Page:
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I am working with a client to redo their website. The website is simple and just displays information. My question is with regards to the SEO.

I have only just started learning about SEO and on my first attempt (a website for a client who is not so fussy about SEO) I found I was mostly unsuccessful. I have missioned for weeks and still struggle to get the website to appear on google (site:website does return results so I believe it is indexed).

Back to my latest client - his website was built and managed by another company. Google searches return his website at the top. I have been hesitant to take over his domain name for fear that suddenly his website would no longer appear at the top or on the first page...

Ultimately, my question is: If I take over his domain name, will I lose all the SEO he currently has? Or will it remain seeing as Google already has the domain name indexed?

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    SEO is mostly a question of content. There shouldn't be a massive issue with you just taking over the hosting. – TZHX Jan 21 '16 at 10:10
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Martijn has a very good answer but I want to emphasize the most important point:

Don't throw the existing website away

If the existing website it working you need to have a plan for each and every page of it. You can still make big changes but for each page of the current website you need to decide if you:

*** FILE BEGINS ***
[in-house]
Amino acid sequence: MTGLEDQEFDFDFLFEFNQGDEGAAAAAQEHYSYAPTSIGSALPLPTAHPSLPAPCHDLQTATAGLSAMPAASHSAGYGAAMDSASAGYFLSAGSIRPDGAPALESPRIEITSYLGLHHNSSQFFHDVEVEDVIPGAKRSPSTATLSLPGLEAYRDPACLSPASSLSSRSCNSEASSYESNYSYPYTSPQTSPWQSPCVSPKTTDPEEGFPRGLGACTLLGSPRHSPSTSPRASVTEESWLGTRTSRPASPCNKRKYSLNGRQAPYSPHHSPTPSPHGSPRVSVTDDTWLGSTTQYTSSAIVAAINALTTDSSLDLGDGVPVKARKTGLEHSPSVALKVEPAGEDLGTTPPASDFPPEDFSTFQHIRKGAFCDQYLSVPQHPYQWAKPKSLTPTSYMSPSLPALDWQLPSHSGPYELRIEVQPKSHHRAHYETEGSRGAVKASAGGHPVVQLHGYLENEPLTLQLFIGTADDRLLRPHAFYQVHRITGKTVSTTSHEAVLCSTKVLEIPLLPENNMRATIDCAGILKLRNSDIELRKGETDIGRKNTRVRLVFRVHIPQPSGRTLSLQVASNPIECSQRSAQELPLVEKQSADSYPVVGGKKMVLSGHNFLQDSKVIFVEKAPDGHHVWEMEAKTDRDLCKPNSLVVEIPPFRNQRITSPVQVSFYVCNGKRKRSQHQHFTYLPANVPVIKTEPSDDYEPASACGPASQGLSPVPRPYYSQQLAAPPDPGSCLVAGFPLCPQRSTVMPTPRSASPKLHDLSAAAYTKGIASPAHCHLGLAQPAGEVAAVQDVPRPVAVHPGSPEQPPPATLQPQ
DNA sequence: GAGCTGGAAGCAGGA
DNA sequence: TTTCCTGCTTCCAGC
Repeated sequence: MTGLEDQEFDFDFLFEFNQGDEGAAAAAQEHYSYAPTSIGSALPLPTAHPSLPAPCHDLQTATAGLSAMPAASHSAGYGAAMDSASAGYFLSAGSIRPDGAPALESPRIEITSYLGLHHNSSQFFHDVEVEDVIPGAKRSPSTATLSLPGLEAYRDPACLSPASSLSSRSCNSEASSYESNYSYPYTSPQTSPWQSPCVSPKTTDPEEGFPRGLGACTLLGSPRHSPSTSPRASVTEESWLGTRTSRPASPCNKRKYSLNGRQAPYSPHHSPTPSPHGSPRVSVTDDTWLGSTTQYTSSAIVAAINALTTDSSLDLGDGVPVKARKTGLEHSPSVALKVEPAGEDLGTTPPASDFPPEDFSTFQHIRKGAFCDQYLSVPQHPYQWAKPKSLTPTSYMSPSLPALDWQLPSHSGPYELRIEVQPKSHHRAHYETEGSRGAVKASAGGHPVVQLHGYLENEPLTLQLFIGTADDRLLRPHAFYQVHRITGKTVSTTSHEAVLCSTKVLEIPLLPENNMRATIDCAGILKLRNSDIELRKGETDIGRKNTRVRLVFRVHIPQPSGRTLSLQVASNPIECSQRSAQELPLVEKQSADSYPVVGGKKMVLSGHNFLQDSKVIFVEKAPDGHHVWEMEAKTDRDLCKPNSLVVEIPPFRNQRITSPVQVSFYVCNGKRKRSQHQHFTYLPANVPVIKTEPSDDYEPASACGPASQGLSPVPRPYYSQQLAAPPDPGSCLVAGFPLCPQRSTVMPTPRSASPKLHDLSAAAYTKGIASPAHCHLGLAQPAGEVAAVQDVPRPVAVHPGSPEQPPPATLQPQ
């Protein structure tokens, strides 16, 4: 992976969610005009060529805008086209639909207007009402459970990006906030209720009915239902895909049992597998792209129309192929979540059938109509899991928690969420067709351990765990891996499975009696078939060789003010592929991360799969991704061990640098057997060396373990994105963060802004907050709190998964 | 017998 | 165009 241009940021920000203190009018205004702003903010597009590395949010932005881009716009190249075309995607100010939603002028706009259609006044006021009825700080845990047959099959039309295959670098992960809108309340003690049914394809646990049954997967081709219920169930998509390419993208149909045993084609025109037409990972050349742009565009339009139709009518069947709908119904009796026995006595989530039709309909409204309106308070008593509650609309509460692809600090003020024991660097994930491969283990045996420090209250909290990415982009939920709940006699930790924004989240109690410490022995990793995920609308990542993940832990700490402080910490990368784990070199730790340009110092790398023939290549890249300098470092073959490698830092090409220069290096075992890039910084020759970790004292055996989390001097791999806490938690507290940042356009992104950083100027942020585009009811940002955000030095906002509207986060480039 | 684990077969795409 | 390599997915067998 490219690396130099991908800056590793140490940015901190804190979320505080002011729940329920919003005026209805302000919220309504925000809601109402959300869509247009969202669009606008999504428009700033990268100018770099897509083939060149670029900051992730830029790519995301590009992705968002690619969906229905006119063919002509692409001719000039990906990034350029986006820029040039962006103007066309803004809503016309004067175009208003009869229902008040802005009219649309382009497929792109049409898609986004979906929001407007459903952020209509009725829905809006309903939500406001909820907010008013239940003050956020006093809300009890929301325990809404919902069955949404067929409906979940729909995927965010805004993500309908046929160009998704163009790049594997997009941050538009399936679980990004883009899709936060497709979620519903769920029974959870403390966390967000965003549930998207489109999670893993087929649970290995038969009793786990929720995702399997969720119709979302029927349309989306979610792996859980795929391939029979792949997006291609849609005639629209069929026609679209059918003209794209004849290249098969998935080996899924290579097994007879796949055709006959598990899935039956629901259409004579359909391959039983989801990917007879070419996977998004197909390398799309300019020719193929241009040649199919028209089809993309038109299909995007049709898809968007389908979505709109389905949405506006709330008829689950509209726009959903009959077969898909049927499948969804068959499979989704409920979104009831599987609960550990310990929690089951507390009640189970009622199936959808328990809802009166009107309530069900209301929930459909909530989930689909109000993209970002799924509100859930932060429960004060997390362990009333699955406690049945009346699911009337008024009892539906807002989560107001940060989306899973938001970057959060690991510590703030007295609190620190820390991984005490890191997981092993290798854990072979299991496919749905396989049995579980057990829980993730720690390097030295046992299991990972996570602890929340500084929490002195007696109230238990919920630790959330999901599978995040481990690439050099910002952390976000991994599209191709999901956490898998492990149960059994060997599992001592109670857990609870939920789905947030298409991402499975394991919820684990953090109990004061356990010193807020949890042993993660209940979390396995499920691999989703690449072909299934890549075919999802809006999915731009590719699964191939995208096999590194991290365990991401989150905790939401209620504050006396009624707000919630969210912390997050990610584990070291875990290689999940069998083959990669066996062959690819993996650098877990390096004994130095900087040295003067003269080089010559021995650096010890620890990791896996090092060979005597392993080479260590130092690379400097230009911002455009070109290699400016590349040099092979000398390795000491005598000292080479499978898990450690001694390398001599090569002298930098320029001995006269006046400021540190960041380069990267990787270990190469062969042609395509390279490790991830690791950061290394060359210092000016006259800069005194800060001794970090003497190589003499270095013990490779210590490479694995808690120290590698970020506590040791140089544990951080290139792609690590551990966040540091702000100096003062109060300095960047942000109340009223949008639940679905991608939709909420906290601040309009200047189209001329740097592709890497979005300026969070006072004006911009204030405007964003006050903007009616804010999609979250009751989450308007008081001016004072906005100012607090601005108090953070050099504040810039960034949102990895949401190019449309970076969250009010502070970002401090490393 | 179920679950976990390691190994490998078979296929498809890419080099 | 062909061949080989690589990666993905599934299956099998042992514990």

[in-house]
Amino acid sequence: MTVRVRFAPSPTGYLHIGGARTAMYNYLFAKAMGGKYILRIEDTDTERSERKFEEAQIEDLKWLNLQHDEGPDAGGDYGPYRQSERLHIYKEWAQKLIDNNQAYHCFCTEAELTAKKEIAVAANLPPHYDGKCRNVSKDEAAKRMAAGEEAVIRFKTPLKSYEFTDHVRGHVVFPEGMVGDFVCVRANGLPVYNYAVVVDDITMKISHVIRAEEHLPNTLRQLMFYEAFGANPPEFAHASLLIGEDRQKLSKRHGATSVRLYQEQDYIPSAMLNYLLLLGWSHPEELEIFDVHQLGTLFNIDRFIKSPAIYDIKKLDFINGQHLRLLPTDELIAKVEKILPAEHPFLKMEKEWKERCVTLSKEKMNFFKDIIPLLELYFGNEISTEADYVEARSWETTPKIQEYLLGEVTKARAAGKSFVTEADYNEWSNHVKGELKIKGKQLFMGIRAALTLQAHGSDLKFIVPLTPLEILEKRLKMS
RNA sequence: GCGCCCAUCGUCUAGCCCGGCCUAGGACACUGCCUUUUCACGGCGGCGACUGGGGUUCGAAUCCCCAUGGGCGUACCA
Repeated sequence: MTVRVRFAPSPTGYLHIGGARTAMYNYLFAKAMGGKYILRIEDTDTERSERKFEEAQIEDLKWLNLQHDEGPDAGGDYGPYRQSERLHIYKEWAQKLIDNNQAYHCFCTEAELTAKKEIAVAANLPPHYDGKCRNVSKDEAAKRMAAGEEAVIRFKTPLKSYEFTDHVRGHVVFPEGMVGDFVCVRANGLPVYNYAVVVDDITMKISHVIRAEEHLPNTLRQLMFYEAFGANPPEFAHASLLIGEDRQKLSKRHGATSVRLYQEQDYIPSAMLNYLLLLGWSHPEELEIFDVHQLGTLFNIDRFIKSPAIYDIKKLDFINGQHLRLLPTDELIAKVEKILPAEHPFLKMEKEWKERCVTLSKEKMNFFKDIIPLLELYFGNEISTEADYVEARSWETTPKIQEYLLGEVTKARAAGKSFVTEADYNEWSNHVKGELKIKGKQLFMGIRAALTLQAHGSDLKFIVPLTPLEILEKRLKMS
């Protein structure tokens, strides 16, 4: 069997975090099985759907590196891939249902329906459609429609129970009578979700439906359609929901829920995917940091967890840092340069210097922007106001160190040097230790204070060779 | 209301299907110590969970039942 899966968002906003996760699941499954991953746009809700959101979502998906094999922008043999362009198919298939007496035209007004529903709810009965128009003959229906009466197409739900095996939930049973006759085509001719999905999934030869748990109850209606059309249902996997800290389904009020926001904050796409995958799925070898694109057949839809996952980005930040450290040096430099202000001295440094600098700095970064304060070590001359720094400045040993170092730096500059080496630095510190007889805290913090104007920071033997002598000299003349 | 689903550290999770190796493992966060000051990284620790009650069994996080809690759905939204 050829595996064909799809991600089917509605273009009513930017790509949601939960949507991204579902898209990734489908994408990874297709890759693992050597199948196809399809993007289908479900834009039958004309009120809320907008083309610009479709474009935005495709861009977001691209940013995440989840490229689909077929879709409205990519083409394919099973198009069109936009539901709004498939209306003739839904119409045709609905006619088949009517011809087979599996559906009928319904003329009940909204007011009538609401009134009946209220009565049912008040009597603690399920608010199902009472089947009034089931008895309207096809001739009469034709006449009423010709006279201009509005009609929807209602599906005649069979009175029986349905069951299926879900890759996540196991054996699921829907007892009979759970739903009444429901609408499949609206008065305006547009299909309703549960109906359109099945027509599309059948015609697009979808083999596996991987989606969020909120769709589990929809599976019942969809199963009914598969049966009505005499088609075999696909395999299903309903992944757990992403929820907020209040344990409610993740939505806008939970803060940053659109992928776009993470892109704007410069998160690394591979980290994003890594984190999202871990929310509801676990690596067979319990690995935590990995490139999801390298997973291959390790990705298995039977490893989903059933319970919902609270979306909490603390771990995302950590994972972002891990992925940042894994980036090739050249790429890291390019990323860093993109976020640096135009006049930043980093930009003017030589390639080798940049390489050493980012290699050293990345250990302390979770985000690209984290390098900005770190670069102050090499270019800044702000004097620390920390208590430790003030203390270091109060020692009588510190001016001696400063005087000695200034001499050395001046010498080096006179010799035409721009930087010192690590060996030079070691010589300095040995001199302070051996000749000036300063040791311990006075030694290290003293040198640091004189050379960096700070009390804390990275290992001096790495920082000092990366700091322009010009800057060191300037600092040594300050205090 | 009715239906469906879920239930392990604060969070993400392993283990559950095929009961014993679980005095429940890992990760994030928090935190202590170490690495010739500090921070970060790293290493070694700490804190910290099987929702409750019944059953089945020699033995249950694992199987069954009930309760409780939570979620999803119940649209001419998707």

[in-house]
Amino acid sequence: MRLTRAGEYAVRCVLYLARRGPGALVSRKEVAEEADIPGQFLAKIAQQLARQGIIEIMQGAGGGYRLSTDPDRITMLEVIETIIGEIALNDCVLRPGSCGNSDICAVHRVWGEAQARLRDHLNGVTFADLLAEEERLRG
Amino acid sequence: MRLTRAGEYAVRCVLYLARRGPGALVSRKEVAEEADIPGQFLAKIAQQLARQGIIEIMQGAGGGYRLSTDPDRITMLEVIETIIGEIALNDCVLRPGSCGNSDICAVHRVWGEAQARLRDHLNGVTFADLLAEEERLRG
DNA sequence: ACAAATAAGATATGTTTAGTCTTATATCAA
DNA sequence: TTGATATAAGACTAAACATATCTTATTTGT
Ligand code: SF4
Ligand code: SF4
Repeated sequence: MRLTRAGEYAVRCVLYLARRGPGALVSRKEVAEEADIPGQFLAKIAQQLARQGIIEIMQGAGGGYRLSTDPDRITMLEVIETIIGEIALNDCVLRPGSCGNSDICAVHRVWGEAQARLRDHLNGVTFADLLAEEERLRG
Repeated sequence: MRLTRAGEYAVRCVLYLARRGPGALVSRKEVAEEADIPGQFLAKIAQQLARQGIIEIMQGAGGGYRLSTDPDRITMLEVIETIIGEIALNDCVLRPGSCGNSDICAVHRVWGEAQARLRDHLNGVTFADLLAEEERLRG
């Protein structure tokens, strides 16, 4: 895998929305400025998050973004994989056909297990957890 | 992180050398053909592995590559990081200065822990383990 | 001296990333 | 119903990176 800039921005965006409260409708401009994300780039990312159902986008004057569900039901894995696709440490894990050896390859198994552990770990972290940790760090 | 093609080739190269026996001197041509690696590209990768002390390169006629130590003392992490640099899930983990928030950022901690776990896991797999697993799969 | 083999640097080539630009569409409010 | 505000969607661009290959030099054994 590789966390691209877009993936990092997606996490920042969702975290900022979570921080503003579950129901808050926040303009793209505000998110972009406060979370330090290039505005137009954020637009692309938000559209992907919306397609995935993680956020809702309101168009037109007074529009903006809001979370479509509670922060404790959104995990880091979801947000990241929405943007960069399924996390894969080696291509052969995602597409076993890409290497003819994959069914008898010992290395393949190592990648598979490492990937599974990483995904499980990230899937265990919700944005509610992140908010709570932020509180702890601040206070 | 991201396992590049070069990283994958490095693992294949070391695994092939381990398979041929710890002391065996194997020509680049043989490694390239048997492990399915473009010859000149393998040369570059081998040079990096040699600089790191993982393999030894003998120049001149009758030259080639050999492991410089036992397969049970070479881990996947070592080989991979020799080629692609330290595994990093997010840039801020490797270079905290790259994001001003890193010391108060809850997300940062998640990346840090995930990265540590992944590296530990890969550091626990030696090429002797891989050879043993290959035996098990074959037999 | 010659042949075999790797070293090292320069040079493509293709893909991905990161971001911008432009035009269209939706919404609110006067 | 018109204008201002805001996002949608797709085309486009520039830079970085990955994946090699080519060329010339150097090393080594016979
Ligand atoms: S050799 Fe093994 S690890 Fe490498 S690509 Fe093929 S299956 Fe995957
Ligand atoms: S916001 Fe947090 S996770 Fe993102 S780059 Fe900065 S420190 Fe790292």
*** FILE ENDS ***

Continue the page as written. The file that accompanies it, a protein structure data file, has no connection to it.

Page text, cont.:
• Leave it as is
  • Add to it
  • Modify it heavily (any removed or replaced content may cause any rankings for keywords in that content to change)
  • Replace it with something else (you must implement 301 permanent redirects for each and every page you replace or for which you change the URL to maintain SEO.)
  • Delete it (which will cause that page to stop ranking for any keywords)

The most important elements for SEO (in order from most important are):

  1. The page URL (which can be changed with permanent redirects)
  2. The title of the page
  3. Which other pages are linked to (they have to be crawlable links, beware of AJAX and JavaScript powered pages.)
  4. The usability of the page
  5. The text content on the page
  6. The meta description of the page

If you are careful with those items, you will get 90% of the SEO right. For the most part you are free to change other aspects of the website without effecting SEO:

  • The color scheme (or other look and feel)
  • The images (as long as you are not relying on lots of image search traffic)
  • The HTML markup
  • The technology that powers it
  • The hosting
  • Awesome answer, thank you. In general I want to leave the content exactly the same. The old one is just so hidious we decided to redo the appearance. The technology that powers it will also change slightly. I can keep the URLs and the titles and links... will need to learn about crawable links. I'm getting the impression it won't be so bad... – Dee Jan 21 '16 at 12:13
  • Most any <a href=".... links are crawlable. Some sites use fancy JavaScript or block crawling with robots.txt. Normal HTML links are almost always fine. Sounds like you are on the right track. – Stephen Ostermiller Jan 21 '16 at 12:28
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  • First check how they currently do. Titles, description, content etc. You want to keep that the same. Do not improve (unless obvious things)
  • Check which urls are used. Do not change url structure! Or use the proper 301 redirects to make sure current page value is transferred to the new page.
  • You're starting on a new website, think this through. This is the point where thinking ahead is going to help you a lot. Design a good basis. Use proper techniques, no shortcuts for as long as possible.

Try not to update it technically, keep that on the same level it is now (again, unless you know how to improve). I say this because you can check the changes in visitors based in the layout. If you change everything and every goes bad, which part did that? You don't know, you changed everything.

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